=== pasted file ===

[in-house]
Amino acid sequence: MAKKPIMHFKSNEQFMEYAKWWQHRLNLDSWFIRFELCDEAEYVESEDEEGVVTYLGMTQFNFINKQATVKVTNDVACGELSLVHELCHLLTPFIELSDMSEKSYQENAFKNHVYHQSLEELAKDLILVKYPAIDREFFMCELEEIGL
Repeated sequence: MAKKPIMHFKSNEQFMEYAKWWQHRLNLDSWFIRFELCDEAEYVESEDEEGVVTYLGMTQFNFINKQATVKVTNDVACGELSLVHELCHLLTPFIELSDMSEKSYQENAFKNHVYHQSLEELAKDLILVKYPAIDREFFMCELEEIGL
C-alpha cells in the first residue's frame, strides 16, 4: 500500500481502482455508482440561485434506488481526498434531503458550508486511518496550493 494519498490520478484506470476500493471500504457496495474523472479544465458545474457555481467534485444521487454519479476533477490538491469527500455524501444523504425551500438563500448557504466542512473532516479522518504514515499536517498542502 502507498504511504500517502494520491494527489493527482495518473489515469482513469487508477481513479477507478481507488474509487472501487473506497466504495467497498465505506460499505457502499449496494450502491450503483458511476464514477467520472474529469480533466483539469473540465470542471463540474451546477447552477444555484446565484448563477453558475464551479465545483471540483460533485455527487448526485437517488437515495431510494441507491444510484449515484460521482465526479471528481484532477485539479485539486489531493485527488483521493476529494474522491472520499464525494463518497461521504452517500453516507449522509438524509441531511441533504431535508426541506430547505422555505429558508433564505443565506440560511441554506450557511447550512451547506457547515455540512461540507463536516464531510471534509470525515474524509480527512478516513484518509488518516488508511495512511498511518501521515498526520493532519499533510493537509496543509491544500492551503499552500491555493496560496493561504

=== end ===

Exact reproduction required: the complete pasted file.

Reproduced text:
[in-house]
Amino acid sequence: MAKKPIMHFKSNEQFMEYAKWWQHRLNLDSWFIRFELCDEAEYVESEDEEGVVTYLGMTQFNFINKQATVKVTNDVACGELSLVHELCHLLTPFIELSDMSEKSYQENAFKNHVYHQSLEELAKDLILVKYPAIDREFFMCELEEIGL
Repeated sequence: MAKKPIMHFKSNEQFMEYAKWWQHRLNLDSWFIRFELCDEAEYVESEDEEGVVTYLGMTQFNFINKQATVKVTNDVACGELSLVHELCHLLTPFIELSDMSEKSYQENAFKNHVYHQSLEELAKDLILVKYPAIDREFFMCELEEIGL
C-alpha cells in the first residue's frame, strides 16, 4: 500500500481502482455508482440561485434506488481526498434531503458550508486511518496550493 494519498490520478484506470476500493471500504457496495474523472479544465458545474457555481467534485444521487454519479476533477490538491469527500455524501444523504425551500438563500448557504466542512473532516479522518504514515499536517498542502 502507498504511504500517502494520491494527489493527482495518473489515469482513469487508477481513479477507478481507488474509487472501487473506497466504495467497498465505506460499505457502499449496494450502491450503483458511476464514477467520472474529469480533466483539469473540465470542471463540474451546477447552477444555484446565484448563477453558475464551479465545483471540483460533485455527487448526485437517488437515495431510494441507491444510484449515484460521482465526479471528481484532477485539479485539486489531493485527488483521493476529494474522491472520499464525494463518497461521504452517500453516507449522509438524509441531511441533504431535508426541506430547505422555505429558508433564505443565506440560511441554506450557511447550512451547506457547515455540512461540507463536516464531510471534509470525515474524509480527512478516513484518509488518516488508511495512511498511518501521515498526520493532519499533510493537509496543509491544500492551503499552500491555493496560496493561504